30 Nov 2015

Corbyn decision moment looms

Shadow cabinet meets at 1pm today. The biggest decision of Jeremy Corbyn’s brief leadership will happen beforehand in meetings taking place now.


Should he assert his authority, gambling that a whipped vote against war might just see him heroised as the man who stopped the vote happening at all? Should he take on his critics in the party in the hope that they’ve chosen the wrong, shakiest terrain in which to fight this looming battle and he will reap dividends from taking them on?

Or should he pull back and allow a free vote, pocketing what are undoubted advances in frightening/convincing some Labour MPs away from supporting the government?

One shadow cabinet member reports that the current maths suggests that he would get just over half the PLP on his side in a vote. But over the last few days the number of rebels thought ready to back the government seems to have dropped from close to 100 to closer to 60. He would lose a chunk of his shadow cabinet if he tried to whip them against their pro-war inclinations.

Whatever happened to the mild-mannered pluralist who implied clashes like this could be smoothed over?  The answer appears to be: Seumas Milne.

The veteran Guardian columnist has tried to inject steel into the Corbyn project. This weekend he recruited Len McCluskey to lend a hand, knowing how many MPs are Unite-sponsored.

He recruited Diane Abbott to work the airwaves.

Until Seumas Milne’s arrival you would’ve said John McDonnell was the key counsel, never more than the moment he convinced Jeremy Corbyn to make him shadow chancellor against a lot of advice from others.

But it feels right now that Mr Milne, careful to put “strategy” in his job title along with “communications,” is the key figure. Shadow ministers say he spoke for Jeremy Corbyn at key meetings. One shadow cabinet member said you wonder who is the master and who the aide when you see Seumas Milne and Jeremy Corbyn together. You get a sense of Dirk Bogarde’s “The Servant” listening to some anecdotes.

We should discover in the next few hours whether Mr Milne is going to get to prosecute his plan to completion or not.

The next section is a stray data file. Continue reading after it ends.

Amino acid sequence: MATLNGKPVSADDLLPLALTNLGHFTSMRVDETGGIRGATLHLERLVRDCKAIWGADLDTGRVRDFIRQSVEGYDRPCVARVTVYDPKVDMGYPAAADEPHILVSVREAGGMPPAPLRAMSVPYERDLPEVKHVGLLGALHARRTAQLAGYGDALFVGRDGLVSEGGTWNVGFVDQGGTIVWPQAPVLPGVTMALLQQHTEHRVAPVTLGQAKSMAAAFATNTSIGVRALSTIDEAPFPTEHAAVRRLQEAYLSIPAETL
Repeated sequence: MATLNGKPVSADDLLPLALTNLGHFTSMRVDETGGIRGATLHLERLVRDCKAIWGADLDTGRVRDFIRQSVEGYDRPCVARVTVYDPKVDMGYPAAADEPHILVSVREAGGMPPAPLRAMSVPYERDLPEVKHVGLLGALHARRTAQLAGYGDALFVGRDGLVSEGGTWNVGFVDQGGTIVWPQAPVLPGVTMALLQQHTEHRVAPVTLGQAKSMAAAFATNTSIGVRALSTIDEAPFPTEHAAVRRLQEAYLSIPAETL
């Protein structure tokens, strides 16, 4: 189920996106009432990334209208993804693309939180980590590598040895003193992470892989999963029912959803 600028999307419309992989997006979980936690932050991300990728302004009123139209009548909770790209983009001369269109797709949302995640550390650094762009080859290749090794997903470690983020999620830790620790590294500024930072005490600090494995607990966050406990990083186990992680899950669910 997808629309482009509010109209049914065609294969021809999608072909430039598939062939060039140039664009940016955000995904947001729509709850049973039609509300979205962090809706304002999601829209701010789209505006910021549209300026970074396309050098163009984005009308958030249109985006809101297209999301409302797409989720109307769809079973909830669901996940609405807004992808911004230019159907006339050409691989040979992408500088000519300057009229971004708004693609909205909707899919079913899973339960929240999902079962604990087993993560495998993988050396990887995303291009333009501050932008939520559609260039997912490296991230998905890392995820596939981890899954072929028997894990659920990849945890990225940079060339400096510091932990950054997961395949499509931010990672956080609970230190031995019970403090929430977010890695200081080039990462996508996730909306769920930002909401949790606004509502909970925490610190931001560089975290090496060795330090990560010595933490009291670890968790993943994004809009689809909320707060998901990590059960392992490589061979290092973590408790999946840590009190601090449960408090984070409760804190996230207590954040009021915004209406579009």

UPDATE: I hear Jeremy Corbyn’s office tried to call an emergency NEC meeting this morning but couldn’t get enough people to convene it so didn’t manage. Suggests the hardliners in Team Corbyn had not rolled over whenever that wheeze was tried.

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3 reader comments

  1. Gary says:

    He may be a loony leftie but at least he sounds more credible than any other MP today.

  2. alan says:

    Why does the article infer Mr Corbyn is incapable of such decisions and requires support? In the absence of a clear mandate (example, UNSCR 2249 is open to interpretation), there is a responsibility to question. The article paints a picture of political game play. Our expectation is one of exhaustive diplomacy and presentation of factual, independently verified evidence, neither of which is forthcoming from those soliciting war. Mr Corbyn appears to be basing his decisions upon our national interest and not the interests of 3rd parties. Irrespective, those clamoring for war will not be in any physical danger, unlike our brave services.

    1. Janet says:

      Totally agree. What’s described as weakness is actually encouraging debate within the party. At least, more reflection and internal debate than before Corbin.

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